>  "Say 'Digital Humanities' One More Time: Technology, affect and learning
> in emerging information societies"
> Nishant Shah <https://re-publica.de/en/users/nishantshah>
> One of the ironies of the local-global divide is that certain practices
> within the local sphere often precede the global nomenclatures that are
> assigned to them. ‘Digital Humanities’ is a prime example of this
> phenomenon where a clutch of practices which emerged with the rise of
> digital technologies and their integration into the national policies on
> higher education and learning, are now retrospectively understood as
> ‘Digital Humanities’. So even as the term was gaining currency in the
> European and North American context, becoming one of the buzzwords through
> which new conditions of pedagogy and education were imagined within the
> Universities in the North-West, it had almost no takers in the emerging
> knowledge industries of South Asia in general, and India in particular.
> Within this context, it has now become natural, for all talks about
> education to eventually veer towards infrastructure. There is enough reason
> for that, when we look at the pitiful lack of resources in the country
> vis-à-vis the size of the population, and many of the larger problems
> endemic in higher education today, are tied down to this massive
> infrastructure deficit.Simultaneously, there has always been a severe
> fragmentation and compartmentalisation of knowledge systems within the
> academia, which is not restricted to only the Humanities which is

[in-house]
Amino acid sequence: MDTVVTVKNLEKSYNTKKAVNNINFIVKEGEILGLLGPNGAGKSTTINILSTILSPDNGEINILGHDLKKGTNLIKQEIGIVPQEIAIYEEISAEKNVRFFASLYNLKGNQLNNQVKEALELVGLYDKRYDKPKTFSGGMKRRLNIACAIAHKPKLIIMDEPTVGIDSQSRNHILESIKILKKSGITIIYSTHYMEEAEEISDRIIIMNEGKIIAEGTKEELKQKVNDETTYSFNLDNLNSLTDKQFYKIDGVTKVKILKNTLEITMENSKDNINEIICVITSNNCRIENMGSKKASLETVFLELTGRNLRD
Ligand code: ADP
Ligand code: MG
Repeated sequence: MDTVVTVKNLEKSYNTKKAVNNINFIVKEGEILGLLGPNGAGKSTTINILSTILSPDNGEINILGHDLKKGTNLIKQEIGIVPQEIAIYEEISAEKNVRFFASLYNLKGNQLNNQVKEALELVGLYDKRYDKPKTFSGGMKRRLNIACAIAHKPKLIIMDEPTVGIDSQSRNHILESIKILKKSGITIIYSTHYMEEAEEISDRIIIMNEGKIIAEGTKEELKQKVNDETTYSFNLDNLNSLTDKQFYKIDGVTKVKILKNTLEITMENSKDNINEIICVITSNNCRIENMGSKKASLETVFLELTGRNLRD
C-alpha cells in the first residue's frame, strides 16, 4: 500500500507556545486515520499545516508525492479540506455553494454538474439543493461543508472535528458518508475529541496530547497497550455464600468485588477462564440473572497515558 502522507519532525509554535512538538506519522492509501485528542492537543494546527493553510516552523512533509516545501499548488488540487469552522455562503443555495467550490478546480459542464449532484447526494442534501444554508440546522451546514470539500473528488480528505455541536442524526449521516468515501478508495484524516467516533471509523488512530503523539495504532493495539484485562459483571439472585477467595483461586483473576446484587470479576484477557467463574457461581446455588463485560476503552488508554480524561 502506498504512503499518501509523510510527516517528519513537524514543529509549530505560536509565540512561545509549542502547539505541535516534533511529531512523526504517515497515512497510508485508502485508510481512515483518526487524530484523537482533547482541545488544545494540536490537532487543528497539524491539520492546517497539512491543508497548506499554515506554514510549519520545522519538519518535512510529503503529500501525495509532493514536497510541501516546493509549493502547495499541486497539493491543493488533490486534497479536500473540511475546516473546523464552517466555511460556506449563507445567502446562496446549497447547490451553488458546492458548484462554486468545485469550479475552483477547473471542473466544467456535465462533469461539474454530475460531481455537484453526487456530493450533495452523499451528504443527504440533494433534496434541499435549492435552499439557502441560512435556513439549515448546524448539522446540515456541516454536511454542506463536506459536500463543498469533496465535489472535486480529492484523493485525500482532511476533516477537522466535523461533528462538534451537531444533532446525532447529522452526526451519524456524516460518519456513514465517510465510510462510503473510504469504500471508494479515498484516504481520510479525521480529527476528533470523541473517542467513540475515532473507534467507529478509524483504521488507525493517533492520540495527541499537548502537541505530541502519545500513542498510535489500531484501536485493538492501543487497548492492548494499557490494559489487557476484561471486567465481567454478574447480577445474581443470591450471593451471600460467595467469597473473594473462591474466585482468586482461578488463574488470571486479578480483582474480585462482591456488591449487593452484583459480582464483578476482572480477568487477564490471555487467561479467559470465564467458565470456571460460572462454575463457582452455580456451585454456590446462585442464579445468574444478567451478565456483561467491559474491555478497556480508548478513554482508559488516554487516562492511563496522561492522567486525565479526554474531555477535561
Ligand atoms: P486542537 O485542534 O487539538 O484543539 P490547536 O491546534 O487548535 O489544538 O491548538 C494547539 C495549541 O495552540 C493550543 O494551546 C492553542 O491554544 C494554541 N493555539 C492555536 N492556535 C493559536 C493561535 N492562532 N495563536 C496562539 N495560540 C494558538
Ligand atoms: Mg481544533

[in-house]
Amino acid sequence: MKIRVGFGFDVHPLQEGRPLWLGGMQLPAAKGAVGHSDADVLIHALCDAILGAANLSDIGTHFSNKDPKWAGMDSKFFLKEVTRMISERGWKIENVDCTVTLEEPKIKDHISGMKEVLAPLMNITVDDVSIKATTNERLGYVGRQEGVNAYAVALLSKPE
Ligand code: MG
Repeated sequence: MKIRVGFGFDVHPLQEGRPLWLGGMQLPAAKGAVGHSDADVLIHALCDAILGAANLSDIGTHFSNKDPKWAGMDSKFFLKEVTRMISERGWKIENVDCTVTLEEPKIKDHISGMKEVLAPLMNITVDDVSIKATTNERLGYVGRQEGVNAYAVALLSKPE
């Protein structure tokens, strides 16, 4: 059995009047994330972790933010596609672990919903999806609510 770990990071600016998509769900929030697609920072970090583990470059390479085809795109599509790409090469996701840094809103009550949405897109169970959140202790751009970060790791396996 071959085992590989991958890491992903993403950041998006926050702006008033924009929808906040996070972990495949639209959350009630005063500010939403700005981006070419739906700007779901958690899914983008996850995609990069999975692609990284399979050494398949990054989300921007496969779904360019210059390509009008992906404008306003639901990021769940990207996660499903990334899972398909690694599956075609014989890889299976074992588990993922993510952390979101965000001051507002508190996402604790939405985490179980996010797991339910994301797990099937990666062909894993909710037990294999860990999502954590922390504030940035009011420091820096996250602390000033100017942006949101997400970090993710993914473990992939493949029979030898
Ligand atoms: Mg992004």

> increasingly facing the pressure to make itself relevant and produce
> work-forces for a global finance driven market.
> The questions of professionalising and mainstreaming humanities and social
> sciences education are almost universal right now, and indeed, one of the
> ambitions of Digital Humanities projects which are seeking to find validity
> for education that does not prepare a global information work-force. The
> realignment of the market with the education system, has been critiqued by
> theorists of neo-liberal globalisation, who have pointed out how it enables
> state disinvestment from education and the privatisation of learning
> resources. However, even in these existing critiques of Digital Humanities
> (whether they use that term or not), there seems to be a consensual
> agreement that infrastructure building is necessary and must happen.
> This talk, critically examines the implications of adopting Digital
> Humanities as a principle in emerging information societies, and drawing
> from experiments with students in 9 undergraduate colleges in India,
> examines the ways in which it needs to reconsider its relationship with the
> more accepted ideas of infrastructure, usage, adoption and learning.
> https://re-publica.de/en/sessions/say-digital-humanities-one-more-time-technology-affect-and-learning-emerging-information-so
>  --
> David Golumbia
> dgolumbia at gmail.com
> _______________________________________________
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> --
> *Nishant Shah*
> International Tandem Partner, *Centre for Digital Cultures, Leuphana
> University, Lueneburg * <http://www.leuphana.de/zentren/cdc.html>
> Director - Research, * Centre for Internet & Society, Bangalore
> <http://www.cis-india.org> *
> *Phone*: +49-(0)176-841-660-87

David Golumbia
dgolumbia at gmail.com